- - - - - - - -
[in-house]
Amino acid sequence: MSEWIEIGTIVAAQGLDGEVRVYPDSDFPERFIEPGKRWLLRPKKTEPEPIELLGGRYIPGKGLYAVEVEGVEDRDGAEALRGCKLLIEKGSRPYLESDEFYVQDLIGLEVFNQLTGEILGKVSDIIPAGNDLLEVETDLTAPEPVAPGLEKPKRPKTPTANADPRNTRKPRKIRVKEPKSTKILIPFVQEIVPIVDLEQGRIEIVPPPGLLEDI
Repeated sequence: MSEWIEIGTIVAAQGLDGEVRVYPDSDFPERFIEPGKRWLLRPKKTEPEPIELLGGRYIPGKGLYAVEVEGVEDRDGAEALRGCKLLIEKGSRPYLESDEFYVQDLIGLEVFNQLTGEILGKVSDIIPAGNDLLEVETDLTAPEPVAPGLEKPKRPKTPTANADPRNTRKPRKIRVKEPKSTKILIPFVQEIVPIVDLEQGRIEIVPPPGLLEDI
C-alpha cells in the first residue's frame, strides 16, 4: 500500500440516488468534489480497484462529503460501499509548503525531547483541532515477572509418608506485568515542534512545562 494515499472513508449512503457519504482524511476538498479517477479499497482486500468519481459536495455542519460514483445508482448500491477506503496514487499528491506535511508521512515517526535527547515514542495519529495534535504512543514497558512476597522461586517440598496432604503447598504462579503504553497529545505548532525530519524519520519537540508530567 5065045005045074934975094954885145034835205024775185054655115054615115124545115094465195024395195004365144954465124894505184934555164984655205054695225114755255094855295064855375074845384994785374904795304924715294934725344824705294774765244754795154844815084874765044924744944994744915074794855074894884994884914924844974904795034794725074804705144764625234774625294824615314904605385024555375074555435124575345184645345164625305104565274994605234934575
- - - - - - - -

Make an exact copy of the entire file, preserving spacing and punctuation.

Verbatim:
[in-house]
Amino acid sequence: MSEWIEIGTIVAAQGLDGEVRVYPDSDFPERFIEPGKRWLLRPKKTEPEPIELLGGRYIPGKGLYAVEVEGVEDRDGAEALRGCKLLIEKGSRPYLESDEFYVQDLIGLEVFNQLTGEILGKVSDIIPAGNDLLEVETDLTAPEPVAPGLEKPKRPKTPTANADPRNTRKPRKIRVKEPKSTKILIPFVQEIVPIVDLEQGRIEIVPPPGLLEDI
Repeated sequence: MSEWIEIGTIVAAQGLDGEVRVYPDSDFPERFIEPGKRWLLRPKKTEPEPIELLGGRYIPGKGLYAVEVEGVEDRDGAEALRGCKLLIEKGSRPYLESDEFYVQDLIGLEVFNQLTGEILGKVSDIIPAGNDLLEVETDLTAPEPVAPGLEKPKRPKTPTANADPRNTRKPRKIRVKEPKSTKILIPFVQEIVPIVDLEQGRIEIVPPPGLLEDI
C-alpha cells in the first residue's frame, strides 16, 4: 500500500440516488468534489480497484462529503460501499509548503525531547483541532515477572509418608506485568515542534512545562 494515499472513508449512503457519504482524511476538498479517477479499497482486500468519481459536495455542519460514483445508482448500491477506503496514487499528491506535511508521512515517526535527547515514542495519529495534535504512543514497558512476597522461586517440598496432604503447598504462579503504553497529545505548532525530519524519520519537540508530567 5065045005045074934975094954885145034835205024775185054655115054615115124545115094465195024395195004365144954465124894505184934555164984655205054695225114755255094855295064855375074845384994785374904795304924715294934725344824705294774765244754795154844815084874765044924744944994744915074794855074894884994884914924844974904795034794725074804705144764625234774625294824615314904605385024555375074555435124575345184645345164625305104565274994605234934575